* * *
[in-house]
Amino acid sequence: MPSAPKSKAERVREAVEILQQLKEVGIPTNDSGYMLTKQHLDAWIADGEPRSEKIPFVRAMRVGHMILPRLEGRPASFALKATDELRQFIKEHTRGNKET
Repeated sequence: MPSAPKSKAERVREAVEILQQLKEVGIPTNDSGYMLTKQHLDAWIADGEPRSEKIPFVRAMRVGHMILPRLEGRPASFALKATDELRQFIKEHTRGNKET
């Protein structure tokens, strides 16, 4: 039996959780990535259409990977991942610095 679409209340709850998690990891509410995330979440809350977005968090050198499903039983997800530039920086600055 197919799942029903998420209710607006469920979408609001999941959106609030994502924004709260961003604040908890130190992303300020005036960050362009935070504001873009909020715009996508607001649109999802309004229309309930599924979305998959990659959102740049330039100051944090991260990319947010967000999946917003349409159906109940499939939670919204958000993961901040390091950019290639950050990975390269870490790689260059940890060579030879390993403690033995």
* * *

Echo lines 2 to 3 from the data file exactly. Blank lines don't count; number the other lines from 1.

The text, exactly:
Amino acid sequence: MPSAPKSKAERVREAVEILQQLKEVGIPTNDSGYMLTKQHLDAWIADGEPRSEKIPFVRAMRVGHMILPRLEGRPASFALKATDELRQFIKEHTRGNKET
Repeated sequence: MPSAPKSKAERVREAVEILQQLKEVGIPTNDSGYMLTKQHLDAWIADGEPRSEKIPFVRAMRVGHMILPRLEGRPASFALKATDELRQFIKEHTRGNKET